…ked(ik) – to be or become or behave like…
  …hetnétek – you (plural) would be able to…
  So, …ségtelen would mean lacking the impossibility of you-know-what, …ítő means somebody disendowing somebody from the impossibility of you-know-what, therefore …tlen means lacking somebody who would disendow somebody, …ked(ik) means somebody who behaves… how on earth?… as if lacking somebody who would disendow somebody, …hetnétek means that you would be able to behave so.
  Therefore, this nice little word apparently means “y’all would be able to behave as if you lack somebody who would disendow somebody from the impossibility of making somebody to uninstall the defragmenter”, but the problem is not that the word doesn’t exist and the claimed meaning in it doesn’t exist either, the problem is that its grammatical correctness is only true in a mathematical sense. If x and y are numbers, you can add them up. If a word ends in suffix x then suffix y can be added to it.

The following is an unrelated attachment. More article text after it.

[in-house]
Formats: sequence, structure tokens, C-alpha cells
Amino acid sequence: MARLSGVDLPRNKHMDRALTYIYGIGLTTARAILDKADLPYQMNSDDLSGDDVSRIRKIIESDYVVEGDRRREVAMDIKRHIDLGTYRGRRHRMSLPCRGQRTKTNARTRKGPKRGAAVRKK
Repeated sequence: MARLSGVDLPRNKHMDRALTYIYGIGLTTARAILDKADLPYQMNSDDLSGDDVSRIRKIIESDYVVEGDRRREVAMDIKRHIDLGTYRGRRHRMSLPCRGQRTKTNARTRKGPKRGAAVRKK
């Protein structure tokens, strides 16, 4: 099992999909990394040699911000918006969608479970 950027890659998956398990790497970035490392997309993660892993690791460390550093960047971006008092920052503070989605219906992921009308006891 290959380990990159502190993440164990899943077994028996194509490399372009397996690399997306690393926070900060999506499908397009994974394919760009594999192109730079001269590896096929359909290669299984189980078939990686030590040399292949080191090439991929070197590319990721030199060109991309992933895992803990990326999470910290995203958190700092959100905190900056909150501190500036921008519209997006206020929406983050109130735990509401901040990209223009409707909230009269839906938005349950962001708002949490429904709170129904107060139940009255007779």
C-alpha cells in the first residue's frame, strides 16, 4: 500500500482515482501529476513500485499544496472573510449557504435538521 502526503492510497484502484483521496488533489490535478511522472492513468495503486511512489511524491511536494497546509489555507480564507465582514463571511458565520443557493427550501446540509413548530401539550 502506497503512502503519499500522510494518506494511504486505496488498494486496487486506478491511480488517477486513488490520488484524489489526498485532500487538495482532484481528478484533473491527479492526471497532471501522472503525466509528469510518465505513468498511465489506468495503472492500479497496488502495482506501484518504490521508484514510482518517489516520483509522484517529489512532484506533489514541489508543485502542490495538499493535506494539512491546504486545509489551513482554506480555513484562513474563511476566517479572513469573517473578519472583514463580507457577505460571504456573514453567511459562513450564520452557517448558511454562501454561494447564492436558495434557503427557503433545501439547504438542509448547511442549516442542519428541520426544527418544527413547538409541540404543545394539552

Language doesn’t work this way. Somewhere in the middle of this word, it breaks not only semantically, but also grammatically. Every suffix is appended to a word of the appropriate part of speech, but seeing a sequence of 4-5 suffixes gives the view of confusion.

And this is the case with all those extremely long letter processions.
  szent – holy, saint
  szentség – holiness
  -telenít – un…ify
  megszentségtelenít – desecrate (a normal word yet, appears in texts)
  -tet – to make somebody to…
  -hetetlen – unable to…
  megszentségteleníttethetetlen – unable to make somebody to desecrate